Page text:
We've all heard that it was impossible for anyone to make money in 2008. Every asset class suffered terrible losses and there was nothing financial advisors could have done to cushion clients' portfolios. Apparently, no one told this to the investment managers of Harvard University's endowment. They notched strong returns last year to the tune of 8.6%.

How is this possible? For a long time, Harvard's endowment managers have known what the rest of us are truly beginning to realize: Alternative investments make for good strategy.

In recent years, alternative investments such as commodities, hedging strategies and currencies have become increasingly popular. The innovation of alternative mutual funds and exchange traded funds has especially made these types of investments more accessible for financial advisors.   Yet as their name suggests, until now alternative investments haven't been core holdings for most retail investors. It's only with the disastrous performance of just about every equity mutual fund in 2008 that we've seen how outdated the traditional asset allocation methods are.

In other words, the new market reality is now. And it means that the old "style boxes" are dead.

At our firm, Gemini Fund Services, we are witnessing this trend first hand. Gemini has been in the business of helping investment advisors create and service pooled investment solutions for over 20 years. Today, the vast majority of growth and demand we see is in the alternative strategies realm. In the past three years alone, we have helped advisors launch 15 alternative investment products. To date, these products have over $725 million in assets under management. Eight additional funds have been registered in 2009 and will commence operations soon.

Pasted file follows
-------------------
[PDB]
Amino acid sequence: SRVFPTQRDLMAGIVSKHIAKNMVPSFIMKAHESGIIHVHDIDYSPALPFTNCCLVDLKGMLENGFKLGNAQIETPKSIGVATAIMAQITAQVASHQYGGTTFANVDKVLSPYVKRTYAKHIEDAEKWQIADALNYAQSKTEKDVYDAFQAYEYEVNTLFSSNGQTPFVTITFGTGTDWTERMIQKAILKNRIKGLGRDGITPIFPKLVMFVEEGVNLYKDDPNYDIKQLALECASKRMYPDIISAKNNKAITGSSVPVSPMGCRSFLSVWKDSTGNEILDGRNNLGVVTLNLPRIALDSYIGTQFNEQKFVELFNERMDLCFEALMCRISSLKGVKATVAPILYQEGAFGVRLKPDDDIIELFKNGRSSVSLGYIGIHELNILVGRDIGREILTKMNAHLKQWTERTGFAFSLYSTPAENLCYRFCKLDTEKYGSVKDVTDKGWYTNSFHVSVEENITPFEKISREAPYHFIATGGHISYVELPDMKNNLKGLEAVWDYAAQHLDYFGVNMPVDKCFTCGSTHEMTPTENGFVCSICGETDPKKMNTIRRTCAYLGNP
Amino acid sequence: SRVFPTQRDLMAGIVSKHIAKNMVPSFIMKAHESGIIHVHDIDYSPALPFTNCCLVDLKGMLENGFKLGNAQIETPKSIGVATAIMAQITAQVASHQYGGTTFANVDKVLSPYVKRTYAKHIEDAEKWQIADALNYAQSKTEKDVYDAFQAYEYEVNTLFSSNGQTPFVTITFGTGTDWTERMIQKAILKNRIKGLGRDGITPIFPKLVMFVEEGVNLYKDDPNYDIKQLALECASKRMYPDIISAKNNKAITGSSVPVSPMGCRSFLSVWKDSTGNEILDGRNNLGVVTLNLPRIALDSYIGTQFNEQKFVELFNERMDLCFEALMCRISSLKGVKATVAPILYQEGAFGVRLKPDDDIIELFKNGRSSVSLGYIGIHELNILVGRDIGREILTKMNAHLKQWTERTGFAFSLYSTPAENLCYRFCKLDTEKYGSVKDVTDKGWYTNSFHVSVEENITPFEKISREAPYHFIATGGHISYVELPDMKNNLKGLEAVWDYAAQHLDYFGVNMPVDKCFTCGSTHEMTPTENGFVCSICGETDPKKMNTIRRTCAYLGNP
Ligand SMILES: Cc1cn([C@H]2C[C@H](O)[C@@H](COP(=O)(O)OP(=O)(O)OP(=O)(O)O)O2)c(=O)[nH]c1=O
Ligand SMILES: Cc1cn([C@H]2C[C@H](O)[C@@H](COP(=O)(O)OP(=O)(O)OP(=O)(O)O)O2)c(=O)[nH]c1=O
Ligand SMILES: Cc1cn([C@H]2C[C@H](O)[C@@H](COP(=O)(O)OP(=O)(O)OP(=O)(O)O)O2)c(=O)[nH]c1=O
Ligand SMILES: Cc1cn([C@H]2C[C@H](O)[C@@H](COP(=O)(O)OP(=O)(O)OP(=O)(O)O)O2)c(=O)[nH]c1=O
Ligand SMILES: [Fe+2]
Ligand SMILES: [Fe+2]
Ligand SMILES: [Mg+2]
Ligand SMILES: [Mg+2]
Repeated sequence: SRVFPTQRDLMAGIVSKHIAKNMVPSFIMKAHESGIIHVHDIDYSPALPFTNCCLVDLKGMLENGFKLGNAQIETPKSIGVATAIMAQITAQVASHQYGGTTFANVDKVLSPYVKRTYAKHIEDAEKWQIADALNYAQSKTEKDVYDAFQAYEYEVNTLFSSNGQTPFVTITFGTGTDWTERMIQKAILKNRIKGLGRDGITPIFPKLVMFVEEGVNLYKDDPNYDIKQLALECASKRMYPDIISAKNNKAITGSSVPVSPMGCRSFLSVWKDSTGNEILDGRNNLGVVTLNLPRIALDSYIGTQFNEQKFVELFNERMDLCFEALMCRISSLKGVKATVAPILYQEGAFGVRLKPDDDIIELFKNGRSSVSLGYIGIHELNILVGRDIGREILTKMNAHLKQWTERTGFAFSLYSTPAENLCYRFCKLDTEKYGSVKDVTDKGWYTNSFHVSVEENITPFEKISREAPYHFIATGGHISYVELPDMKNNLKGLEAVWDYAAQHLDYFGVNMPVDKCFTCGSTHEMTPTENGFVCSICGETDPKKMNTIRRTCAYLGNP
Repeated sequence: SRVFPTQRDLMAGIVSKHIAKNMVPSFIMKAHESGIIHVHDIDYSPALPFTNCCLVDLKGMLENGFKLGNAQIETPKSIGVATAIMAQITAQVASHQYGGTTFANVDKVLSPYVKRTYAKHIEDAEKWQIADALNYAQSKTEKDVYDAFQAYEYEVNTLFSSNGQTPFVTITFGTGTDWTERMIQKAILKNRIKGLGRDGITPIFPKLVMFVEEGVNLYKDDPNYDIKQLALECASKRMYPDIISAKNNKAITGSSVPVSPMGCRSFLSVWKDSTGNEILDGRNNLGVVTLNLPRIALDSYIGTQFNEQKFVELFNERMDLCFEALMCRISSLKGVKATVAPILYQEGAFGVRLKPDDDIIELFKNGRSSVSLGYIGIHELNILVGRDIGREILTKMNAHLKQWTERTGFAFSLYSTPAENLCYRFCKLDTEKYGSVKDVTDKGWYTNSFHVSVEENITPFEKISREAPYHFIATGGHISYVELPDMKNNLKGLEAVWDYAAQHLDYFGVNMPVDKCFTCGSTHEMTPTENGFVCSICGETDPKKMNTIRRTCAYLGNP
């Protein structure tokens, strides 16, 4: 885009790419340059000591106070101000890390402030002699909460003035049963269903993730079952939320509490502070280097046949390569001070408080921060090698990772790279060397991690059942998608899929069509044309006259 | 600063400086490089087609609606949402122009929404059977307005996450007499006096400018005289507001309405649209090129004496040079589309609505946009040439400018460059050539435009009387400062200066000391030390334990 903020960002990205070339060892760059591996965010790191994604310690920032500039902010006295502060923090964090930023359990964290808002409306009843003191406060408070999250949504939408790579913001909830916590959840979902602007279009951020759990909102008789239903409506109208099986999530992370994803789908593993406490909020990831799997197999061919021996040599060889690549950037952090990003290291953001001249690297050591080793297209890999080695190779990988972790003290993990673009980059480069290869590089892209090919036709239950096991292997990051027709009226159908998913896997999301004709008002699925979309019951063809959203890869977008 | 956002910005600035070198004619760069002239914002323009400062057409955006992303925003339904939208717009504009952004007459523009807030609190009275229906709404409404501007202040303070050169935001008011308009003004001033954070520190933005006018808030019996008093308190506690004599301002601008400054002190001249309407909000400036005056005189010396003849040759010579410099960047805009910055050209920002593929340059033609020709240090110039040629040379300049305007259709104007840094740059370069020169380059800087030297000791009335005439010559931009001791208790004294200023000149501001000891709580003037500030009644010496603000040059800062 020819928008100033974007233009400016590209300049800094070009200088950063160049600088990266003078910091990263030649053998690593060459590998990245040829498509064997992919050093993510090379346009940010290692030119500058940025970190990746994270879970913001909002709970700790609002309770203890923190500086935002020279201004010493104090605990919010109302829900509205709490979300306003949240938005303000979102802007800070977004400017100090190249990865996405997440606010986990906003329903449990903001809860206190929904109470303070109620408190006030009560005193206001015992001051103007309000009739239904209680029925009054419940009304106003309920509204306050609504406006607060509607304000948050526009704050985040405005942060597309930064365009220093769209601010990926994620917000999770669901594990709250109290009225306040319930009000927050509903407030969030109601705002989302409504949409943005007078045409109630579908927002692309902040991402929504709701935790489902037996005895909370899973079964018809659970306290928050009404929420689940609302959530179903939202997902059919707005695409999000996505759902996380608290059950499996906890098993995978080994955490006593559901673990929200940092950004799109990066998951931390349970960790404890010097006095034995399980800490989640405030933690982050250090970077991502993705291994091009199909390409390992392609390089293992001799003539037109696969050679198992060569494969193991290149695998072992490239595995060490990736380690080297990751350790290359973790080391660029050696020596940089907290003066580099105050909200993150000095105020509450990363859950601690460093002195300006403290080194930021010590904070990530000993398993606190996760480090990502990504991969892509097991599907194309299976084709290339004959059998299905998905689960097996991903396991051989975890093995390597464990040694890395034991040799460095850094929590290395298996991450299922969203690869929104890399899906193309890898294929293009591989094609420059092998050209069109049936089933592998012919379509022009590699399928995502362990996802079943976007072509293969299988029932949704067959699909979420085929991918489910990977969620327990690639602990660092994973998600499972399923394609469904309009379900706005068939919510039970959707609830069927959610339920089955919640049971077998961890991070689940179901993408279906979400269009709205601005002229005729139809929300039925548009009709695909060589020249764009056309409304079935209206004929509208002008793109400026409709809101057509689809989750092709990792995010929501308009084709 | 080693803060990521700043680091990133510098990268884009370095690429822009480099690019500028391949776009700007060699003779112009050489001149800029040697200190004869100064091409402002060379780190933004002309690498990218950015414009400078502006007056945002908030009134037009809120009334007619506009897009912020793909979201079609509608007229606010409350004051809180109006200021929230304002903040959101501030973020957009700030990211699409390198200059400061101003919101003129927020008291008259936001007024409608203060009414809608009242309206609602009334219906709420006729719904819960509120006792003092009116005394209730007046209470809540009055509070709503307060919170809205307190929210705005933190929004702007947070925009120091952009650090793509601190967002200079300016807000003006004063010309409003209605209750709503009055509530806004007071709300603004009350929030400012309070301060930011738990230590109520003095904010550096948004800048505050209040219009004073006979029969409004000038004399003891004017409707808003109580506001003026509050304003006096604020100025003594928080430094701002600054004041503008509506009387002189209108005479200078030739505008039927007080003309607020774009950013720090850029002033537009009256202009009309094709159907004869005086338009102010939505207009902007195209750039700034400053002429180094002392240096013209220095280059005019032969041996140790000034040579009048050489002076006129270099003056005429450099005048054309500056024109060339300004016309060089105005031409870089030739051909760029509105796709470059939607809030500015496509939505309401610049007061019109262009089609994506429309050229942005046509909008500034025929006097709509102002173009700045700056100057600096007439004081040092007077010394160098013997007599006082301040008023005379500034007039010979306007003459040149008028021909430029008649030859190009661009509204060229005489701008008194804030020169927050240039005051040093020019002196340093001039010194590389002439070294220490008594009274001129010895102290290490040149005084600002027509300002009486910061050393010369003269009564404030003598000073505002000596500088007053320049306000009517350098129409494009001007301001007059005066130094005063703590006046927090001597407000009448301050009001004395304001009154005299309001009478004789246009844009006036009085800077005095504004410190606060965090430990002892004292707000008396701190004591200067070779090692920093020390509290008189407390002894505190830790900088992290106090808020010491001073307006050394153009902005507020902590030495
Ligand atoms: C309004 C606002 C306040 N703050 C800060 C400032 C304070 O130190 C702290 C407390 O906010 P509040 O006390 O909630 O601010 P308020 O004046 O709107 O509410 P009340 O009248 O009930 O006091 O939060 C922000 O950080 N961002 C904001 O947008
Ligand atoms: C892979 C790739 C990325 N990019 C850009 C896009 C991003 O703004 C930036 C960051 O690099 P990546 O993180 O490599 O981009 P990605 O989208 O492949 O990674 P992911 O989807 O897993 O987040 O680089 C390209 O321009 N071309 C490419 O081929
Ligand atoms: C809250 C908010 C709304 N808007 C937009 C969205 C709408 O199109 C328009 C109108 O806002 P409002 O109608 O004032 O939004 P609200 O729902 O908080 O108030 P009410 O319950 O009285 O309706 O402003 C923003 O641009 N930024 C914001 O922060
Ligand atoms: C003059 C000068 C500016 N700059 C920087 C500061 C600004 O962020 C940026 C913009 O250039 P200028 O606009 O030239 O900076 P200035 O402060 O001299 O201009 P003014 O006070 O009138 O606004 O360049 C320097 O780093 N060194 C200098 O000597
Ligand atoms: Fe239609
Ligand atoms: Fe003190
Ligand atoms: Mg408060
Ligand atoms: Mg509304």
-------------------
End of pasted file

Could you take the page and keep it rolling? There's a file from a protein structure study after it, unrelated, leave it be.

About $1.8 trillion was in the alternative investment market as of the end of 2008 and this number will likely go up, according to Cerulli Associates. "The current market correction has acted as a catalyst, placing portfolio construction at the forefront of advisor focus," according to a Cerulli report released in April.

"The style-box approach had already lost some of its luster among advisors following the last bear market. At the end of 2008, nearly one-third of mutual fund assets were in funds that do not fit into style boxes, compared with less than one-quarter of assets in 2000," according to Cindy Zarker, director and lead author of that report, entitled, Alternative Investments in the Retail Marketplace: Evaluating Opportunities and Growth.

The severity of today's ongoing bear market means more financial advisors are rethinking the conventional wisdom. As risky as new approaches often appear at their outset, it's clear that investors also take a risk by relying on the old buy-and-hold approaches and believing that "diversification" just means owning different sizes and types of stocks and bonds.

What does this mean for advisors going forward?

It means that when we look back years from now, one of the big lessons of 2008 is that diversification has to mean more than large-cap and small-cap, value and growth, technology and consumer staples.  Consider that investors who had a 401(k) with Fidelity Investments, the largest U.S. retirement plan administrator, saw their retirement savings plummet 27% last year. The average balance fell $19,000.

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